Have you ever finished watching an episode and wanted to scream from the rooftops about how you feel/what happened/what you think will happen/why you love it so much? Though we may be superfans, we generally recognize that this behavior doesn’t exactly fly in everyday life. And even though the shocking twist weighs heavily on your mind, you can’t exactly take to Twitter and spoil everything for someone else either. Of course, there are several choices. You can force your friends to watch your shows with you, giving you an audience, or take to forums and tumblr pages and the like to vent your frustrations and jubilees.
There’s also another choice. Because guess what? (Yeah, I’m totally going to say this)
There’s an app for that.
TV Time is an app available on the App Store and the Playstore designed to help give fans a space to do what they do best–be fans.
As E3, the popular media and industry only game summit, draws nearer, the trend of video game developers flocking towards the public sphere for opinions, reactions, and hands-on experiences when it comes to new game news continues to grow. One of the biggest industry gaming events of the year, E3 (Electronic Entertainment Expo) has priorly been closed off from public consumers, watched by starved fans from Twitch streams and media outlets.
But the developers began to realize something over the past few years–E3 is a great platform to make cool announcements, but the people who will be buying and playing the things they’re announcing (i.e. the fans) are locked out. Unable to attend, gamers watch live streams of the conferences and live vicariously through another person’s demo experience. It’s not quite the same as holding the controller and really getting a feel for the gameplay. This Gamer’s Paradise has been off limits to those the developers most want to get hype for their products–the gamers.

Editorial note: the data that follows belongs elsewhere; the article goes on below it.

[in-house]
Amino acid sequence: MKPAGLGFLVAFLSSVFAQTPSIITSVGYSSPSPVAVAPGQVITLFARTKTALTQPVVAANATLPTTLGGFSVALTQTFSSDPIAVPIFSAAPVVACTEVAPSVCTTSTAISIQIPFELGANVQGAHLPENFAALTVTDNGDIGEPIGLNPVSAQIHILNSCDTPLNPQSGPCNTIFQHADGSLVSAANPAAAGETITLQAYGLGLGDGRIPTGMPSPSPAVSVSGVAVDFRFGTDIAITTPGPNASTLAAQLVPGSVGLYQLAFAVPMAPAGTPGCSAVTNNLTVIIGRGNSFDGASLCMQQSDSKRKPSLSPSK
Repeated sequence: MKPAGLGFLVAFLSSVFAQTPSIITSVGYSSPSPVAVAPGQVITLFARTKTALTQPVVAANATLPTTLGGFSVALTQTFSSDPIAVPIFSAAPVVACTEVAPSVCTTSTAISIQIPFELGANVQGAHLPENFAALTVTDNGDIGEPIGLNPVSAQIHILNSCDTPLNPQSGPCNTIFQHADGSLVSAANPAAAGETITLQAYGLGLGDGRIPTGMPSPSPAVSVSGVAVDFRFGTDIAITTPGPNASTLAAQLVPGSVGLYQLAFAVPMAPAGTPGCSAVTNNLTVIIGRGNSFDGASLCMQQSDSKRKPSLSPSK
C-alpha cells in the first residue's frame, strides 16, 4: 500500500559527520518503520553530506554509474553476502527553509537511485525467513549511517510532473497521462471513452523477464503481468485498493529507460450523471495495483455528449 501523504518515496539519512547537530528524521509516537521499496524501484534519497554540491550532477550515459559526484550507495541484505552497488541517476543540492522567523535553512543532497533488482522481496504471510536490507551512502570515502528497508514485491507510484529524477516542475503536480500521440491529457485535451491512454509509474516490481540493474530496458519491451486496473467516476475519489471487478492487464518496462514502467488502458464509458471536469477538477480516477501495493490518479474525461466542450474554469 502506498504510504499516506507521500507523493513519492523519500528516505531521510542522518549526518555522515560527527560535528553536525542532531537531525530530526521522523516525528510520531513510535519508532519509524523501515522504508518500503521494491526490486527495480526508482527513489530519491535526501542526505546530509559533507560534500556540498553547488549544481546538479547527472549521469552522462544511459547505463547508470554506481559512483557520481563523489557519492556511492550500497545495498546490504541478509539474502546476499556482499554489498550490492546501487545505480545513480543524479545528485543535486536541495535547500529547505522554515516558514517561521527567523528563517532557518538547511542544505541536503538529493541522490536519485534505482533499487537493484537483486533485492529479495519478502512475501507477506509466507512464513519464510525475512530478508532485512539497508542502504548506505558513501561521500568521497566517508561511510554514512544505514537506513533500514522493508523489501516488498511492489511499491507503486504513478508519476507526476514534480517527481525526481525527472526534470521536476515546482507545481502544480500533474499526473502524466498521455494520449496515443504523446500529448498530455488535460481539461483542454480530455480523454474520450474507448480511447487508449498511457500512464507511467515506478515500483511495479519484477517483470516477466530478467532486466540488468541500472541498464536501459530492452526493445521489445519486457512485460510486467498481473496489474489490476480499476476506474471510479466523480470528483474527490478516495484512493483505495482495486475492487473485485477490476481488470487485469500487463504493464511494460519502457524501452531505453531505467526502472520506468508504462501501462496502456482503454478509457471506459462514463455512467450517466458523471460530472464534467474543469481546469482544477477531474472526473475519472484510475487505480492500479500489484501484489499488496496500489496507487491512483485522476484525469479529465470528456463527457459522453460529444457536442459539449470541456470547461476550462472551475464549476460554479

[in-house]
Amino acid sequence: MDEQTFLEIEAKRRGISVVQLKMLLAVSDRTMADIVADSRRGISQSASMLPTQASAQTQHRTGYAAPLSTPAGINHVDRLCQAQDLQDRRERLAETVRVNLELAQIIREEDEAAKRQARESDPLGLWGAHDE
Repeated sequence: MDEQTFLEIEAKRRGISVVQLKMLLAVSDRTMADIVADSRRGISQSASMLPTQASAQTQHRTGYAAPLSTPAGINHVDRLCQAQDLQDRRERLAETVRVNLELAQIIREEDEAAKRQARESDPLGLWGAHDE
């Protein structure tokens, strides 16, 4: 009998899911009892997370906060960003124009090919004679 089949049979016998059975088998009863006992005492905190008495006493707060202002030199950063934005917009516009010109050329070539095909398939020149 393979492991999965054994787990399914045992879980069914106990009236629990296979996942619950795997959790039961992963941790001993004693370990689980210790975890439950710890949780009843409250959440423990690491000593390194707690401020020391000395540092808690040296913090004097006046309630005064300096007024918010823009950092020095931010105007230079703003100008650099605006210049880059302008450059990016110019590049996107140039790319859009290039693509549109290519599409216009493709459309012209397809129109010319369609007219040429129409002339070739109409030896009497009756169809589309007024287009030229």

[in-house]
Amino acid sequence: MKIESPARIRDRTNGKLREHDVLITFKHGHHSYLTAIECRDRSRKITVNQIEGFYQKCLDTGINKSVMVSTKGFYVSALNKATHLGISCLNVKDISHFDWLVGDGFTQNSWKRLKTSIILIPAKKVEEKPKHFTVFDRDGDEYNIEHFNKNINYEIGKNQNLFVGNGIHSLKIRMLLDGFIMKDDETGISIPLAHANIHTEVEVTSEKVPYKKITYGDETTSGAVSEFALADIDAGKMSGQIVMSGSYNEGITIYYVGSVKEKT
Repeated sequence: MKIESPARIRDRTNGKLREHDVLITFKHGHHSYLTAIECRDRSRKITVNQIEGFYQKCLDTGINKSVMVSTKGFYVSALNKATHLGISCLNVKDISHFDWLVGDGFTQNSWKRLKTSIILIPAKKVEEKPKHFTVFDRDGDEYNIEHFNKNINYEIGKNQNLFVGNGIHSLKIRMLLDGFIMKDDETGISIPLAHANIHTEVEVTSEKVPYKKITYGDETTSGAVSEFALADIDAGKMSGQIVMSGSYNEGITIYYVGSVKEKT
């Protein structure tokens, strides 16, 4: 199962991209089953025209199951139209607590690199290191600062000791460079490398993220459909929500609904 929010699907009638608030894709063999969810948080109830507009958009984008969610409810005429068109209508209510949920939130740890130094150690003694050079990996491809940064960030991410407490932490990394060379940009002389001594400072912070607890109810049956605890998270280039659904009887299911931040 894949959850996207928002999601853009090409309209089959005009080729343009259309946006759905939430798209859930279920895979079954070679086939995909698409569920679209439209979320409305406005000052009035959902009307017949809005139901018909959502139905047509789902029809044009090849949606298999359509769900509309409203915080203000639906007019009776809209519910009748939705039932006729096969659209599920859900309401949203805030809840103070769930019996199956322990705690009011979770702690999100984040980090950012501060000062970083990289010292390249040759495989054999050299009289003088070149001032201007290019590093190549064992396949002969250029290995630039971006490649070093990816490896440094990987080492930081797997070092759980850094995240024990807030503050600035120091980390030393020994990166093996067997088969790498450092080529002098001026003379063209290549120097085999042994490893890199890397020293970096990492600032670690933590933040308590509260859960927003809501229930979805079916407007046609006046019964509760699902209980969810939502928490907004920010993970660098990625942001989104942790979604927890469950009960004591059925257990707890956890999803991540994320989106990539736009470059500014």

The solution? Holding individual conferences over the weekend that allowed for the general public to come in and play, hear the newest announcements, and become part of the experience. It’s a move that’s made the gamers happy and seems to pay off, since the trend continues for 2017, even with E3’s continuing shift this year to allow for more of the public to attend. So, while hopeful attendees were able to try their luck at a limited ticket release for the privilege of roaming the E3 showfloor, several developers have still made the choice to open their doors to the larger masses. Among those events are Microsoft’s Xbox FanFest, Bethesda’s Bethesdaland, and EA’s EA Play, all of which emphatically invite players to join them for news, demos, and fun.
“The world could always use more heroes.” – Tracer
It’s been one year since Blizzard’s smash-hit Overwatch came busting into our lives and the lives of gamers all over the world. Since that time, Overwatch has introduced new heroes, new maps, amazing events (Junkenstein’s Revenge!) and the ability to sometimes move the payload to the end of a map. Fans of Overwatch have poured hours of their lives into the game, learning the ins and out and finding just the right way to get demolished by one of Torbjorn’s turrets.